What do you call a team that wins the league pennant and then throws the World Series?
Today’s New York Times article about the behind the scenes lobbying that lead to the abandonment of revised health-based ozone standards is revealing if unsurprising. What is interesting is that the exact same phony cost benefit arguments that the Supreme Court held EPA need not consider in Whitman v. American Trucking Association seemed to have carried the day at OIRA, leading EPA Administrator Lisa Jackson to abandon proposed new National Ambient Air Quality Standards for ozone under the Clean Air Act.
Specifically, clean air opponents argued that economic costs associated with compliance would increase unemployment, and that unemployment is worse for public health than smog. Clean Air Act section 109(b)(1) requies EPA to establish the NAAQS at a levels that “allowing an adequate margin of safety, are requisite to protect the public health.” Industry’s argument was that this health based standard required consideration of economic costs, because economic costs have public health impacts. The Supreme Court in Whitman specifically rejected this argument that EPA should consider the health impacts of unemployment in establishing the NAAQS. But these exact same arguments carried the day in the Obama administration OIRA.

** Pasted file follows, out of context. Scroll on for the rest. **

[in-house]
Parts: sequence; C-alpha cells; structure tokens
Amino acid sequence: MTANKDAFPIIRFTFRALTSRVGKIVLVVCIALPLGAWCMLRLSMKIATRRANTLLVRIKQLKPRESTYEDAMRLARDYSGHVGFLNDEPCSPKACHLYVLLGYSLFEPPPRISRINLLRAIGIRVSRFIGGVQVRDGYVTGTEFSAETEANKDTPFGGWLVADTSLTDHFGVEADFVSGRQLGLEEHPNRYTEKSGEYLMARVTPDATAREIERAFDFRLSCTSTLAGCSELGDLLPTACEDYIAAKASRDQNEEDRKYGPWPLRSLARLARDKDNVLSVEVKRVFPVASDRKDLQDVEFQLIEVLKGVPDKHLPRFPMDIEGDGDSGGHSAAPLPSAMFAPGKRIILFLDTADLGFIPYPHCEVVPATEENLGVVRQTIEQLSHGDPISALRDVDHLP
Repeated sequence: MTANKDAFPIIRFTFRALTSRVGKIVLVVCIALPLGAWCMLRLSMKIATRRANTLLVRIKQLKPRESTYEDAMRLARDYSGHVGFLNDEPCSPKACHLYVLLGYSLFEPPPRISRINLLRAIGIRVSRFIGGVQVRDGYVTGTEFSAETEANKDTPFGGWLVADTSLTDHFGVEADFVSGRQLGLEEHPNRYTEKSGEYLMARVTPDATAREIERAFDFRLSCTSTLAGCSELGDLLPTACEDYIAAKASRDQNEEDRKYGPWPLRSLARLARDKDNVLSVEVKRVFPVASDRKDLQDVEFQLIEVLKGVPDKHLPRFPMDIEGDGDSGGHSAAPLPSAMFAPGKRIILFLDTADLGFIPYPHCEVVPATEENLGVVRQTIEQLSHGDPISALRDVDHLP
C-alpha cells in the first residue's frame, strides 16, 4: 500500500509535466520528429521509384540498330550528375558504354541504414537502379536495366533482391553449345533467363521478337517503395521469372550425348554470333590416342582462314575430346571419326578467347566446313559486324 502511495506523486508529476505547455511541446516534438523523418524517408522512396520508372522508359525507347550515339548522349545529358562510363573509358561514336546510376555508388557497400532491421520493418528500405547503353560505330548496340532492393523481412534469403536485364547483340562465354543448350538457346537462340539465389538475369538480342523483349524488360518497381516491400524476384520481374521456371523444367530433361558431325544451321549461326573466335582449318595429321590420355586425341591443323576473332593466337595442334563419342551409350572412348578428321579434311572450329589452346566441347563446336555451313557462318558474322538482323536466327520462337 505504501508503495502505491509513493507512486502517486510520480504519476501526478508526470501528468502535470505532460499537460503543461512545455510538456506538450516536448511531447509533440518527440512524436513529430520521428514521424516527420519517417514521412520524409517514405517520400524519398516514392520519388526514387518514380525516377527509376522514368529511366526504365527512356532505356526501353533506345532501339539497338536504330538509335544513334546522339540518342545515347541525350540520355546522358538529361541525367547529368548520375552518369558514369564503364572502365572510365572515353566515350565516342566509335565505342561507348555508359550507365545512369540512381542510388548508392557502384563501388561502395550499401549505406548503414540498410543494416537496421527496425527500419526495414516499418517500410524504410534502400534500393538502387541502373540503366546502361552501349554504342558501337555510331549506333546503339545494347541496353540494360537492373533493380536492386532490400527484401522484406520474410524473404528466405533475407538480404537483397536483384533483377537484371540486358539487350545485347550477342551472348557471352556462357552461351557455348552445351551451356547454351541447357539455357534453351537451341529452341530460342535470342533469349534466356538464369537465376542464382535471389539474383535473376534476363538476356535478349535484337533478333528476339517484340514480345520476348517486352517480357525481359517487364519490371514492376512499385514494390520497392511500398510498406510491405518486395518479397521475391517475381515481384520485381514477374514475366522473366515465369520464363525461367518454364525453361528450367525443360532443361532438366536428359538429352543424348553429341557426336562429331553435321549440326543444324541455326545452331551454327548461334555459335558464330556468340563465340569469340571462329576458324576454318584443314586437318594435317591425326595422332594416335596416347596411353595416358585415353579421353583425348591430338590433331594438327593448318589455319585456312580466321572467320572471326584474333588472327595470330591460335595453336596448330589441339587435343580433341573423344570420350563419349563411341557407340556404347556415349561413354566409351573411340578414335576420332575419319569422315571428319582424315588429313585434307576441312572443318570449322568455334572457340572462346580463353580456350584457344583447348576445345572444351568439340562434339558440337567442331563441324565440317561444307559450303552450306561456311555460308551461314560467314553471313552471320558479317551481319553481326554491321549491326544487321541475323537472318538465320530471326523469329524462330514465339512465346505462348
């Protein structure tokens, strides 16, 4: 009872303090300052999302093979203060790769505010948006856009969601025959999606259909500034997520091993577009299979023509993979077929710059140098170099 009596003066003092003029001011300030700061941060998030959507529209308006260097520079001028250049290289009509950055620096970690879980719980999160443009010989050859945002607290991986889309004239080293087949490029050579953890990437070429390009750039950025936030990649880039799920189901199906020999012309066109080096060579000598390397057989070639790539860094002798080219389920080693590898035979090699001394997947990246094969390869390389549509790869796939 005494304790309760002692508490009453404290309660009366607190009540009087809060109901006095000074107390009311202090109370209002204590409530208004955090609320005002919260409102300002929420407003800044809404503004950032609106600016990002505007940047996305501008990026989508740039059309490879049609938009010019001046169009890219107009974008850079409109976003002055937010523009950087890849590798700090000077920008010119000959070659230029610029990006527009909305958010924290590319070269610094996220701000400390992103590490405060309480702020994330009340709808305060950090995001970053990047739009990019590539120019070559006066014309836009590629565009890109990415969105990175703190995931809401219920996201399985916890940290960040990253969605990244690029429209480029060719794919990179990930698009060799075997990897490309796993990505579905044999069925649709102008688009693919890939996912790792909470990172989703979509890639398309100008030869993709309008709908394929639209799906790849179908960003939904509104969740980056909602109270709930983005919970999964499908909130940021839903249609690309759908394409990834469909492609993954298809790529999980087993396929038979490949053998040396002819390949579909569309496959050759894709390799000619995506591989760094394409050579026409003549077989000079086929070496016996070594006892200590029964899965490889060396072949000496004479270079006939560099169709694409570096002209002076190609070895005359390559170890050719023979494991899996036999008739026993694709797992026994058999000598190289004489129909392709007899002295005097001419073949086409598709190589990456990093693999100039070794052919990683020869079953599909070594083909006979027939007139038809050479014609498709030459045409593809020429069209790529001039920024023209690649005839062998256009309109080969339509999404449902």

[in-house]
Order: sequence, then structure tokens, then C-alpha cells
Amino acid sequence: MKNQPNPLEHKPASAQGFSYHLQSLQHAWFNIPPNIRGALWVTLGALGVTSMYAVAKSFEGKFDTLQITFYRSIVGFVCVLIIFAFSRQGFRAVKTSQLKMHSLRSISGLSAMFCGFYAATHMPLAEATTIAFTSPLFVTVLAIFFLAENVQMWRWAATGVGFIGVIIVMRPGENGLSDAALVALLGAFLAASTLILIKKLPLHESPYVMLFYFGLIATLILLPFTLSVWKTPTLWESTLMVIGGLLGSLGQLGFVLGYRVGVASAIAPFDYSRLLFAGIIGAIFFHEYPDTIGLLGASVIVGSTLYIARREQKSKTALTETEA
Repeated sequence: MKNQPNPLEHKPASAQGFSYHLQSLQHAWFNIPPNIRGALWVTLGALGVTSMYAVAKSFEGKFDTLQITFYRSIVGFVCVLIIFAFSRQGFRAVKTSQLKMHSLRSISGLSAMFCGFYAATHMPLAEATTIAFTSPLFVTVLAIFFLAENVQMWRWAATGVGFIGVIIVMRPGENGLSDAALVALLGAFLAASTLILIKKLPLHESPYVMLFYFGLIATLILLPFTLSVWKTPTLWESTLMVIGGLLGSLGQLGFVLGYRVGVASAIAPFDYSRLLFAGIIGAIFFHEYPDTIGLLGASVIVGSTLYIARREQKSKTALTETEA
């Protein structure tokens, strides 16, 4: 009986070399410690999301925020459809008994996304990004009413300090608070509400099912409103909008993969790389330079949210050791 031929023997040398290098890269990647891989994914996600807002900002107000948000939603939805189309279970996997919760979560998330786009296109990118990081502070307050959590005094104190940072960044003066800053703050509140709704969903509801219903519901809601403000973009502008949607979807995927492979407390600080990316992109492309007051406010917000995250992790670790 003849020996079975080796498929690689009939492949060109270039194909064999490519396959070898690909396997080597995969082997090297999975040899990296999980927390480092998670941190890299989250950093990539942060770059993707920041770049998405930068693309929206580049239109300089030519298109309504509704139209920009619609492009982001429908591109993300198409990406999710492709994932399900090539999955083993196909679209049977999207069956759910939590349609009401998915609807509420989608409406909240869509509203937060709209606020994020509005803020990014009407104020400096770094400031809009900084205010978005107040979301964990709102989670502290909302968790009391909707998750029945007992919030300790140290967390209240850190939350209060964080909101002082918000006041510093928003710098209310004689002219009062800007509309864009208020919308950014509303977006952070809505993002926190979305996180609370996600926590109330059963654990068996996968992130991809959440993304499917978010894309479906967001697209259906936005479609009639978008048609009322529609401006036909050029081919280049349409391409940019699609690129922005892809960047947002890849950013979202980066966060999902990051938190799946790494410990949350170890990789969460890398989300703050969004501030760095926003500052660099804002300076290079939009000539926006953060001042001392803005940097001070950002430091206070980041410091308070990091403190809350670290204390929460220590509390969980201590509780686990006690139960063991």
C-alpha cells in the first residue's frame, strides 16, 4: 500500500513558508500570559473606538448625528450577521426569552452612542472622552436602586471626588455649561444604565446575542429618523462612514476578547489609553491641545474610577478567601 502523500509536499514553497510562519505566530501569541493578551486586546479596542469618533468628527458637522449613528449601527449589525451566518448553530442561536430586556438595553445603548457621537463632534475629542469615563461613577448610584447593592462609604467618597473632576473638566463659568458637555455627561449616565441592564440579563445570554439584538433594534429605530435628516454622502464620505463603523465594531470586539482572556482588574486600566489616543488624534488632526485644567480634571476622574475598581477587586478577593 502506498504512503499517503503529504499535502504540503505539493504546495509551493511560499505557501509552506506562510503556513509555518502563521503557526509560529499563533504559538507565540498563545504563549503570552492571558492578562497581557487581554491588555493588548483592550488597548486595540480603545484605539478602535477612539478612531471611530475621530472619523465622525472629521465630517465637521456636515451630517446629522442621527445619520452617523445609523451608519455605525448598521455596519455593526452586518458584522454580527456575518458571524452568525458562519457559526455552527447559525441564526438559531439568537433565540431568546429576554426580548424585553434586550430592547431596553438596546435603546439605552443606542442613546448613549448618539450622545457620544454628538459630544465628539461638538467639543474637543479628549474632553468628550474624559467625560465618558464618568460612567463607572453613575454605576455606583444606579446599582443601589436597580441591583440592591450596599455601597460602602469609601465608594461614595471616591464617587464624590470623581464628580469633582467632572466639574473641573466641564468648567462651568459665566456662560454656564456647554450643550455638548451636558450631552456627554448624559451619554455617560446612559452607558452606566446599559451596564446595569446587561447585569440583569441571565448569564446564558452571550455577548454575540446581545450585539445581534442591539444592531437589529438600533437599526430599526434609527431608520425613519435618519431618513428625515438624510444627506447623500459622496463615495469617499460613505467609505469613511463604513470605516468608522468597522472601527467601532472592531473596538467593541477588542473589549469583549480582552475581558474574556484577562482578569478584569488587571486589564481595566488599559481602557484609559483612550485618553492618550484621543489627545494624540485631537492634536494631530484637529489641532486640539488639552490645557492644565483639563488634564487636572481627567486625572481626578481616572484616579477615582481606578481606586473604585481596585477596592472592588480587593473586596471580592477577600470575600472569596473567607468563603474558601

And this comes out the same week that a Washington Post piece debunks the whole argument that environmental regulations increase unemployment.
Who’d a thunk that it would be the Obama administration that undid on political grounds one of the greatest environmental legal wins during the Bush administration? (OK, actually Bush’s EPA administrator Christine Todd Whitman only got her name on the case because it was decided after the change in administrations — it was the Clinton administration’s regulations and legal win on the Ozone and PM 2.5 NAAQS). The Times piece portrays OIRA director Cass Sunstein as just itching to issue the OIRA “return letter” blocking the regulations. This comes as no surprise to many who were long suspicious of Sunstein’s predilection for cost-benefit analysis, but some of us had hoped for better.
And we thought that the Obama team would be fighting for a win on environmental health issues.